- Keep your routine. Staying in bed all day won’t help. Dog walks will. Try to keep some semblance of normalcy.
- Practice gratitude. No…..I promise I’m not kidding……I’m absolutely beyond heartsick I could be looking at cancer. I’m terrified to have (or not have) surgery amidst the Coronavirus pandemic. We canceled my Daughter’s wedding and I haven’t seen my kids or Parents in six weeks. BUT…..today, this minute, we’re okay. I have many Blessings to be grateful for. Instead of focusing on all that sucks, look within yourself for all that’s good.
- Stay in touch. Yesterday was my first Easter, ever, away from my kids and it was awful. We missed the huge Easter Egg Hunt we have every year (Bri hides upwards of 150 eggs every year for our kids). So, instead, we video called them or spoke on the phone. I text with and call friends. I make sure to check in with my Aunt and Parents. It’s the human connection we’re missing and it helps distract you or them.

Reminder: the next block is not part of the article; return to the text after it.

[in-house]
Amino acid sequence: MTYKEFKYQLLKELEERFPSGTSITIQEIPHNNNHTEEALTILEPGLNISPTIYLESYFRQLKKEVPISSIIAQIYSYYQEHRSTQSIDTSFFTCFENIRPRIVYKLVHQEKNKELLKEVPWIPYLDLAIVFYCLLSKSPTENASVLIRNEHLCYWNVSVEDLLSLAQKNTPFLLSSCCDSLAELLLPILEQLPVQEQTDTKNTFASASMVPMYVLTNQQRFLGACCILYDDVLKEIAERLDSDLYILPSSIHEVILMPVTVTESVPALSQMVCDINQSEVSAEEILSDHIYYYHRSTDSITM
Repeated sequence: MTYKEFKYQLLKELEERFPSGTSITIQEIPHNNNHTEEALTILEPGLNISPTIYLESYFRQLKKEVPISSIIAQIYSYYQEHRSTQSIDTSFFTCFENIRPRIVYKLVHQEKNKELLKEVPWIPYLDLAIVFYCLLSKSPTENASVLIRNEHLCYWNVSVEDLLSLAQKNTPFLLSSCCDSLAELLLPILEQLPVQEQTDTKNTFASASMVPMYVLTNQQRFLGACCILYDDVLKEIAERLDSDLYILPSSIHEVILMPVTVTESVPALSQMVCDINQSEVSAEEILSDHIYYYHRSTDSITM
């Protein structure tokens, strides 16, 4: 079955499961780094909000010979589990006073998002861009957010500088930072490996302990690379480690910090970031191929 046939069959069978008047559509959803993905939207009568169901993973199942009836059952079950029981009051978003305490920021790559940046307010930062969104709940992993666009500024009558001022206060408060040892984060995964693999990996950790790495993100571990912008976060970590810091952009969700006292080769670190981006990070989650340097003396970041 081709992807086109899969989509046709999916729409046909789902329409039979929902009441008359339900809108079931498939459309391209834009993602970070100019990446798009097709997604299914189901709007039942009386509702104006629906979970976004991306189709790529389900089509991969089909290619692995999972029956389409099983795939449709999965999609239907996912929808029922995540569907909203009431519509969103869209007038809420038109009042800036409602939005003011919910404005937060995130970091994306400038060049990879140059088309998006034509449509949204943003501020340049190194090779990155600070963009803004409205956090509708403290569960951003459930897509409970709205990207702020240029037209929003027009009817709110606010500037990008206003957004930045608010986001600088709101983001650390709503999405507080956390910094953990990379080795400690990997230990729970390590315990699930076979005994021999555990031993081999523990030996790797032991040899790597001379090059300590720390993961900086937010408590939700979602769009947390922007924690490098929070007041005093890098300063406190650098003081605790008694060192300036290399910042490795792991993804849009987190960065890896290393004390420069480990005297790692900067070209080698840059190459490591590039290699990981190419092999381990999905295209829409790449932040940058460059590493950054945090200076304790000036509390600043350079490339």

- If you’re in therapy, like me. Stay in therapy. Amelia and I now use Telehealth so that I can still work with her, especially when I’m struggling this hard.
- Prayer and Reiki. I can’t say I follow or belong to any religion, but I pray to God and Jesus daily and believe I have Angels that watch over me. I am also a Reiki Master. One of the things I love most about Reiki is that it’s flexible enough that it allows me to intertwine my faith with my Reiki. If you’re unfamiliar with Reiki, it is an Ancient Japanese healing therapy. It uses the body’s Chi (life force) to activate the natural healing processes of a person’s body. My favorite use of Reiki is in the symbols. The symbols encourage everything from peace, unconditional love, DNA repair and restoration to profound healing. For me, Reiki is my meditation. And if you’re thinking it sounds hokey, they offer Reiki at Dana Farber, Boston Children’s Hospital and John’s Hopkins as integrative & complimentary medicine.